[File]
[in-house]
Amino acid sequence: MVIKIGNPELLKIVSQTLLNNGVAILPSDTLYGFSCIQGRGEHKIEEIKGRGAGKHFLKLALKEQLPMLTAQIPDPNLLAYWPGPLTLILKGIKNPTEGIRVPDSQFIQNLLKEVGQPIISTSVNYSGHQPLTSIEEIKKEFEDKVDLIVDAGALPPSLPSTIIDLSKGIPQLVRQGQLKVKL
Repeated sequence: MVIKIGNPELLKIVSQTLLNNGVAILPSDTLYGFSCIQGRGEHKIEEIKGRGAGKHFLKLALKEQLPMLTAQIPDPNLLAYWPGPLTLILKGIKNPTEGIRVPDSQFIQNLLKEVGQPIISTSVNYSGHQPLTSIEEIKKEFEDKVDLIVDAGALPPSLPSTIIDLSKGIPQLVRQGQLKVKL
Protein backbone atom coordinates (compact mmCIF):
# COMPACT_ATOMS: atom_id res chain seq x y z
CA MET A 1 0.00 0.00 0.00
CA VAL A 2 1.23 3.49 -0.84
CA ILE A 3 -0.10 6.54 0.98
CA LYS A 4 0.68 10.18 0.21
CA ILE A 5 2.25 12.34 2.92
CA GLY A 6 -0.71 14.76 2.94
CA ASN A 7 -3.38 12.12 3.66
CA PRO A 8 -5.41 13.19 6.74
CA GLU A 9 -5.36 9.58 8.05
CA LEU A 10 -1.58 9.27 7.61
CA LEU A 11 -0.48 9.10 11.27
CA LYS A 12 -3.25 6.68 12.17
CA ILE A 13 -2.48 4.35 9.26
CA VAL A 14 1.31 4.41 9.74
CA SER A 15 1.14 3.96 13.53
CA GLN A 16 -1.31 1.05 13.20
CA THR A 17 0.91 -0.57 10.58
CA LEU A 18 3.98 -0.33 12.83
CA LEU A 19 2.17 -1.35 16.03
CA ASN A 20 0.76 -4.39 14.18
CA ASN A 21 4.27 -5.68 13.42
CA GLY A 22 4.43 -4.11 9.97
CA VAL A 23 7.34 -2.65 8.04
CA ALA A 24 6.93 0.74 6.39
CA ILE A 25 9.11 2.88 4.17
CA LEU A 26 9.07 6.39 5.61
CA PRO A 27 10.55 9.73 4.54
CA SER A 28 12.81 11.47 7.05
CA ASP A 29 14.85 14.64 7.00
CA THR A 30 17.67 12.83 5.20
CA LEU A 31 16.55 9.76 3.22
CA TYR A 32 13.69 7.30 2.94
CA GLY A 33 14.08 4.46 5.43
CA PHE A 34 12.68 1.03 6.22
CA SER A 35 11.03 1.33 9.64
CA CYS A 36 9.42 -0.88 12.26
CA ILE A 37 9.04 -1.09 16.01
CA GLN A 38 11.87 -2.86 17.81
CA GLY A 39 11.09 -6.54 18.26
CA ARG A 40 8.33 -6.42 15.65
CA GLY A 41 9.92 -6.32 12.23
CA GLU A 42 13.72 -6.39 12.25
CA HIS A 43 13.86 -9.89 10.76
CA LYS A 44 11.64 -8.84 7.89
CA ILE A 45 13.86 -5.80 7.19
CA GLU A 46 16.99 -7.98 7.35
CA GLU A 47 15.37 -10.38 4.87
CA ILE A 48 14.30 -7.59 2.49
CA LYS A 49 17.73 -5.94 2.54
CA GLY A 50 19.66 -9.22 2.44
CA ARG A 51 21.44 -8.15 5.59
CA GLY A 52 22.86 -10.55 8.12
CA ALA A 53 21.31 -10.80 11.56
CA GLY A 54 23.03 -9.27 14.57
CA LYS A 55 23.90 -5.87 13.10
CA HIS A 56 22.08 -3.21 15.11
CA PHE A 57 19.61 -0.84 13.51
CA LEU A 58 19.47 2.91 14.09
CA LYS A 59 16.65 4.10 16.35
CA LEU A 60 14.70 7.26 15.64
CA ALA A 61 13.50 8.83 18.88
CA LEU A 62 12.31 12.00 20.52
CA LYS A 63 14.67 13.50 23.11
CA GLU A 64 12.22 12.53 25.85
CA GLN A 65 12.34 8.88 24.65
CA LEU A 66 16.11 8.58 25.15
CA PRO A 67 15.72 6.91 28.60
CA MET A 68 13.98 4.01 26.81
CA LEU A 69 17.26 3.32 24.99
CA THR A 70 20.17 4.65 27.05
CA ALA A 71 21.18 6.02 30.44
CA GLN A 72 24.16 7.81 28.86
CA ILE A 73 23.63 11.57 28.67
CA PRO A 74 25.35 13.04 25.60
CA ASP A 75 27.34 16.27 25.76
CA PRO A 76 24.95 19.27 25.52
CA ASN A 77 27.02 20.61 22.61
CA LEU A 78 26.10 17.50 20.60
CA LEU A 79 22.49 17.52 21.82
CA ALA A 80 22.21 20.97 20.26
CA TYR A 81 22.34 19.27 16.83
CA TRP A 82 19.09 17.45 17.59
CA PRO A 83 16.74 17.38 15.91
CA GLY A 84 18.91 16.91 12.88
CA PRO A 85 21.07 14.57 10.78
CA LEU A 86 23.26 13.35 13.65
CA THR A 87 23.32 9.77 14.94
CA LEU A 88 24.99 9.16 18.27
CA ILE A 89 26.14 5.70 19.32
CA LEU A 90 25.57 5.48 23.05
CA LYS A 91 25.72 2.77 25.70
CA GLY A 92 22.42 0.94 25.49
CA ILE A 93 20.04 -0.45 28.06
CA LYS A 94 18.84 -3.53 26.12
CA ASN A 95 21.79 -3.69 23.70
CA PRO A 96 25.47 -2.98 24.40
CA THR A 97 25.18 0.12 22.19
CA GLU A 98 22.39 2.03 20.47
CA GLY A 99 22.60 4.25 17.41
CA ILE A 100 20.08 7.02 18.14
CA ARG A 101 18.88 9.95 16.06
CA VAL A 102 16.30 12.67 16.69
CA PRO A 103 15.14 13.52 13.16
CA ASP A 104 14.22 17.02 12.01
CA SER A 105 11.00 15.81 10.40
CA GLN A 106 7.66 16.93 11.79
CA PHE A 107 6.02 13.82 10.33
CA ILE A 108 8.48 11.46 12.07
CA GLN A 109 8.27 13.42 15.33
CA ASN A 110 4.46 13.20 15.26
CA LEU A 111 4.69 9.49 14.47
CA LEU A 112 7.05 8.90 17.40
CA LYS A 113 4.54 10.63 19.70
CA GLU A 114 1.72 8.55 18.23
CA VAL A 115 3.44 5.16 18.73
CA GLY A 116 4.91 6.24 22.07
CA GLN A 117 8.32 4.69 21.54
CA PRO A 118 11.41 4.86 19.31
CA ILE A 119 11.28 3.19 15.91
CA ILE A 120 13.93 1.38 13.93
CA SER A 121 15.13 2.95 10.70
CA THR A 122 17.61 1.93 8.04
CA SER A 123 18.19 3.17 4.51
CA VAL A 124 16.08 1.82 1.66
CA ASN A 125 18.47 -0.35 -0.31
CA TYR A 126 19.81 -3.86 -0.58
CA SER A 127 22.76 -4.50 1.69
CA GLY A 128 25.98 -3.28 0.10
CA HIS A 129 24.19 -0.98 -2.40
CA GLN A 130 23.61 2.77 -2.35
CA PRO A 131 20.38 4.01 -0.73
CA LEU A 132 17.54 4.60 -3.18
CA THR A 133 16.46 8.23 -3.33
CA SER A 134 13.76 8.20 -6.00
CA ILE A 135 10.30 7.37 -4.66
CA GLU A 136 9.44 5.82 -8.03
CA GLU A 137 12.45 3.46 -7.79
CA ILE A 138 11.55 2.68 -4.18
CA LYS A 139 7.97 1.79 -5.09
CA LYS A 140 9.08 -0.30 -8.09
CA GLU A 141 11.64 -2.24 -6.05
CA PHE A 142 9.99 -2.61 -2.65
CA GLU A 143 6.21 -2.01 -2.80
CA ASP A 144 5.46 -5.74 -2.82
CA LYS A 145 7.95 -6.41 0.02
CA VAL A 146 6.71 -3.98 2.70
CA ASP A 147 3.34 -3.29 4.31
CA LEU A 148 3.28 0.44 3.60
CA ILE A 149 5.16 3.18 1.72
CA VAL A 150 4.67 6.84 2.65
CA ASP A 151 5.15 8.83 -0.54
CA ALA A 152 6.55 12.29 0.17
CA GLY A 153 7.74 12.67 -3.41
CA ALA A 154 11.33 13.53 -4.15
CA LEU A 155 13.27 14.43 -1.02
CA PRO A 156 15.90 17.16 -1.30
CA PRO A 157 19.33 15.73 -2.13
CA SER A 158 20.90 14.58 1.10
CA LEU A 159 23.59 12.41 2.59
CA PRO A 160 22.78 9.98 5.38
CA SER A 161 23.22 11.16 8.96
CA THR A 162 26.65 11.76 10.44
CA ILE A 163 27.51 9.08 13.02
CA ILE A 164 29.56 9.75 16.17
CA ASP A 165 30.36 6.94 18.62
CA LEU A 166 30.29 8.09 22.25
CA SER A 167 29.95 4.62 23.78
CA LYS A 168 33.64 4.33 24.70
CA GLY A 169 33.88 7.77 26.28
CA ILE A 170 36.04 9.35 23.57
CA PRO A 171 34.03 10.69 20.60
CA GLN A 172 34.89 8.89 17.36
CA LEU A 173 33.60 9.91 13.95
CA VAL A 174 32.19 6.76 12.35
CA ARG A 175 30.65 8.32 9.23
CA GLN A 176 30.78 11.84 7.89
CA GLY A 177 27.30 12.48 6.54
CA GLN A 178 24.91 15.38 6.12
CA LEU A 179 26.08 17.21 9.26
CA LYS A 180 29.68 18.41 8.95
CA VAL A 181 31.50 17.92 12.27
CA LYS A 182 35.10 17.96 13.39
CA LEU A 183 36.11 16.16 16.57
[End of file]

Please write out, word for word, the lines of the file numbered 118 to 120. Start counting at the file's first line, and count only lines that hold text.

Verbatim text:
CA LYS A 113 4.54 10.63 19.70
CA GLU A 114 1.72 8.55 18.23
CA VAL A 115 3.44 5.16 18.73